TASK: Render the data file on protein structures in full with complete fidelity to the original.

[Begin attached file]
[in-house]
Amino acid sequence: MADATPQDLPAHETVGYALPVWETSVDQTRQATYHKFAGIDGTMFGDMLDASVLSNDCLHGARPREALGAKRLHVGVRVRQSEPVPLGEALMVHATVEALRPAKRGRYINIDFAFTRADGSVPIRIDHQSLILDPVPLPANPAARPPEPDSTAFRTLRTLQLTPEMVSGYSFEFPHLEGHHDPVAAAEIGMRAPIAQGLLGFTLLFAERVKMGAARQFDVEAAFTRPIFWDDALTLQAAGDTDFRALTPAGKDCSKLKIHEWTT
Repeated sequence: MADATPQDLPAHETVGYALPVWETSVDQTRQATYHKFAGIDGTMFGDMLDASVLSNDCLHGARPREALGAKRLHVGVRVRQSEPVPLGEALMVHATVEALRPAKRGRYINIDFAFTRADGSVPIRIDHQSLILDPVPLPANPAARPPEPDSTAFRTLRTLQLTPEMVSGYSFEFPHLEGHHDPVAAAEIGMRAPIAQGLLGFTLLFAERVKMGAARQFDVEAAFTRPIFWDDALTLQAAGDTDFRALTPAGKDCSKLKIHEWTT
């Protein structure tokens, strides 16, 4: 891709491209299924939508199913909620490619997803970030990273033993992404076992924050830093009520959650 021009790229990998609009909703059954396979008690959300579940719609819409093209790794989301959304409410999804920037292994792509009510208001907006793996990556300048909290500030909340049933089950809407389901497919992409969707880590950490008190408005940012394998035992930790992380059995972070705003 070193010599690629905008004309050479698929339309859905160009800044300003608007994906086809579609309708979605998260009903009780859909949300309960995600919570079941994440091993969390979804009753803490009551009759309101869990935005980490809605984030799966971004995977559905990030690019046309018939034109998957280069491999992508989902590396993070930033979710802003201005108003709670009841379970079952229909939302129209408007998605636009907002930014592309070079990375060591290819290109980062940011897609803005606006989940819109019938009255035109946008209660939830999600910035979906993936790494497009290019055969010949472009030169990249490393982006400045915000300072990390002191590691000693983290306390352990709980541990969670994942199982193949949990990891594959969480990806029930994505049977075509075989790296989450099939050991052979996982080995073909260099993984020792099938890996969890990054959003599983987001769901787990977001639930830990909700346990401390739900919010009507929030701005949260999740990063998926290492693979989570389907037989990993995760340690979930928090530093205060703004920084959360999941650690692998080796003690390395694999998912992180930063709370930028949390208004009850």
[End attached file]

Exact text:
[in-house]
Amino acid sequence: MADATPQDLPAHETVGYALPVWETSVDQTRQATYHKFAGIDGTMFGDMLDASVLSNDCLHGARPREALGAKRLHVGVRVRQSEPVPLGEALMVHATVEALRPAKRGRYINIDFAFTRADGSVPIRIDHQSLILDPVPLPANPAARPPEPDSTAFRTLRTLQLTPEMVSGYSFEFPHLEGHHDPVAAAEIGMRAPIAQGLLGFTLLFAERVKMGAARQFDVEAAFTRPIFWDDALTLQAAGDTDFRALTPAGKDCSKLKIHEWTT
Repeated sequence: MADATPQDLPAHETVGYALPVWETSVDQTRQATYHKFAGIDGTMFGDMLDASVLSNDCLHGARPREALGAKRLHVGVRVRQSEPVPLGEALMVHATVEALRPAKRGRYINIDFAFTRADGSVPIRIDHQSLILDPVPLPANPAARPPEPDSTAFRTLRTLQLTPEMVSGYSFEFPHLEGHHDPVAAAEIGMRAPIAQGLLGFTLLFAERVKMGAARQFDVEAAFTRPIFWDDALTLQAAGDTDFRALTPAGKDCSKLKIHEWTT
């Protein structure tokens, strides 16, 4: 891709491209299924939508199913909620490619997803970030990273033993992404076992924050830093009520959650 021009790229990998609009909703059954396979008690959300579940719609819409093209790794989301959304409410999804920037292994792509009510208001907006793996990556300048909290500030909340049933089950809407389901497919992409969707880590950490008190408005940012394998035992930790992380059995972070705003 070193010599690629905008004309050479698929339309859905160009800044300003608007994906086809579609309708979605998260009903009780859909949300309960995600919570079941994440091993969390979804009753803490009551009759309101869990935005980490809605984030799966971004995977559905990030690019046309018939034109998957280069491999992508989902590396993070930033979710802003201005108003709670009841379970079952229909939302129209408007998605636009907002930014592309070079990375060591290819290109980062940011897609803005606006989940819109019938009255035109946008209660939830999600910035979906993936790494497009290019055969010949472009030169990249490393982006400045915000300072990390002191590691000693983290306390352990709980541990969670994942199982193949949990990891594959969480990806029930994505049977075509075989790296989450099939050991052979996982080995073909260099993984020792099938890996969890990054959003599983987001769901787990977001639930830990909700346990401390739900919010009507929030701005949260999740990063998926290492693979989570389907037989990993995760340690979930928090530093205060703004920084959360999941650690692998080796003690390395694999998912992180930063709370930028949390208004009850």